‘I only feel alive when I risk everything. The pursuit is bliss, the act anti-climactic; the hangover, worse each time. I’m like a reluctant drunk — remorseful in the morning but back in the bar every night.’ Greave picked up the flagon of raw spirits and, his teeth chattering on the neck, drained it.

‘Hey!’ cried Roget. ‘That’s enough liquor to kill a stallion.’

‘Yet I’m stone-sober,’ said Greave. ‘And freezing inside.’

Now Roget was shivering. ‘What did the month-bride do to you?’

‘The moment I mounted her, she went cold.’

‘Probably afraid, poor girl. I hope you took pity and sent her-’

Dead cold. K’nacka froze her solid under me.’

Roget gaped. ‘He appeared in person?’

Greave dabbed at his bleeding lip. ‘And then-’

‘No, you’ve gone too far this time,’ Roget grated.

I didn’t kill her.’

‘The moment you seduced the month-bride of a god, you doomed her.’

‘The wench is dead; what does it matter?’ Greave said carelessly.

Roget shoved his chair back and stood up. ‘You were always reckless and self-centred, but you used to care, deep down. Who will you destroy next?’ he said disgustedly. ‘My sister? My mother?

A deep, inner pain jagged through Greave; he clutched at his friend’s coat. ‘Don’t go, please. I–I’m desperate.’

Roget sat down. ‘You must be, to admit to it. Is there more?’

Her fate will be echoed by every woman you touch, K’nacka said. On the way here, I glanced at a pretty girl in the street — just for a second, I swear — and frost appeared all over her clothes. If I lust after a woman, any woman, she’ll be frozen to death. And there’s worse.’ He told Roget the rest.

Roget paled, glancing over his shoulder. ‘The Graven Casket! Greave, I’m not a devout man; my sins are as numberless as the souls screaming in Perdition. But this is too much.’

‘What can I do?’ said Greave. ‘A god has ordered me to open the casket — ’

‘Which is sealed until the End of Days.’

‘Maybe these are the End of Days.’

‘He’s a trickster. It’s a trap.’

‘I know, but if I don’t do it, my little sister dies. Roget, help me! There has to be a way out.’

‘You think you can outwit a god? You’re far gone, my friend. I suggest you make amends for your wicked life, then prepare to meet your fate.’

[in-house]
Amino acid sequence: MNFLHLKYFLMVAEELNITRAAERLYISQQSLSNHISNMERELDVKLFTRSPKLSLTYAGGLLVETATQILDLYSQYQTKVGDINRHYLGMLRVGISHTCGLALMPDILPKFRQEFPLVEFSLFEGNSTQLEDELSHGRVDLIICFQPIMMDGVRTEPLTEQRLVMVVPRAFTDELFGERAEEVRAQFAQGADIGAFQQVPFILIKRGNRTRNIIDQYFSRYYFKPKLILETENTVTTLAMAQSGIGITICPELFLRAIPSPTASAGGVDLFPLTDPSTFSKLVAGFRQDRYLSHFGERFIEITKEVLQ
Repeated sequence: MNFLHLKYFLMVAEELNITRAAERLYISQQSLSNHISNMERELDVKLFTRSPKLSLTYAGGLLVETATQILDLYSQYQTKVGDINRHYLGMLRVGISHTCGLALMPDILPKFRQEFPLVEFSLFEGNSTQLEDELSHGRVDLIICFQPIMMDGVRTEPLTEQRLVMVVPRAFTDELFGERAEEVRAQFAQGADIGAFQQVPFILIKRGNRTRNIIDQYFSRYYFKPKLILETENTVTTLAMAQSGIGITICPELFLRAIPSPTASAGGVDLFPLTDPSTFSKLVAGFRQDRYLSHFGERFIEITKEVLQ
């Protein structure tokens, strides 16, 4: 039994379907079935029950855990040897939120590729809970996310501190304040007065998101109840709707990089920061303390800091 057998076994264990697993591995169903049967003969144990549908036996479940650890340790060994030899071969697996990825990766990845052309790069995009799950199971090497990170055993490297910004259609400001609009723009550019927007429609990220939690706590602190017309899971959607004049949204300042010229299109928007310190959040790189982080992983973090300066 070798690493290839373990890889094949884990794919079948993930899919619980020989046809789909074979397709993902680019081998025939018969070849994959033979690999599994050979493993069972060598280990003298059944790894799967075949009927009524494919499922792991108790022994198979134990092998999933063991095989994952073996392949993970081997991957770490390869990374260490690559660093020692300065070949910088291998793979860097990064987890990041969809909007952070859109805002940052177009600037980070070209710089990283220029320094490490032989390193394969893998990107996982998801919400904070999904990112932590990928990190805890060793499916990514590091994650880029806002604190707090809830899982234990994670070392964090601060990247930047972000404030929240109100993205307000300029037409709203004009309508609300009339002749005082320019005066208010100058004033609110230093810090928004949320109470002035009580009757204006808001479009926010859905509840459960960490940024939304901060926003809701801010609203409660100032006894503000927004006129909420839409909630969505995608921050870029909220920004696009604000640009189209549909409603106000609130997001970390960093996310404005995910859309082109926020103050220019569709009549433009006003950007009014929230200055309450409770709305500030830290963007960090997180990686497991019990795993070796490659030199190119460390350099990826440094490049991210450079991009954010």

Astatine plodded the dusty track, holding the reins of her mule.

‘I’m sorry, noble beast,’ she said, rubbing it behind the ears. ‘We’ve still a long way to go.’

Her feet were blistered but she made an offering of the pain, trying to divorce herself from it. Ever since becoming a novice she had attempted to eliminate her recalcitrant self, to become no more than a vessel and servant for her god, but self kept intervening.

A dust cloud appeared ahead and she headed for the trees. The mule resisted.

‘Come on. I don’t want to be seen.’

It turned its head, studying her with hazel eyes.

‘I want no part of the world’s temptations,’ she muttered. ‘My god is everything and I am nothing. I exist only to serve.’

The mule’s snort reminded Astatine of the abbess, who seemed to see right through her. She led the beast to a rivulet and bathed her aching feet. Pain is also nothing, she told herself. Yet as she probed her broken blisters, tears sprang to her eyes.

She dashed them away, cursing her weak flesh, and knelt to pray for strength. But, as so often lately, prayer would not come.

‘What am I to do?’ she said to the mule. ‘I can’t duel this wicked margrave; can’t stop him insulting the gods, even if I do break my second vow. He’ll use me and I’ll be cast out into the awful world, abandoned even by my god.’

She clutched her only possession, the silver prayer medal left in her hand when she had been given to the abbey. It was so worn that she had never been able to identify the god it represented, though she took it to be her beloved K’nacka.

Father, please help me find another way.

Lord, if no other way can be found, give me the strength to break my vow of chastity in your service.

Father, if my sacred vow must be broken, help me to endure the lustful margrave.

I am just your vessel, Lord. I have no worth other than to serve you. Whatever happens to me I will endure it joyfully, in your name.

But it was so very hard.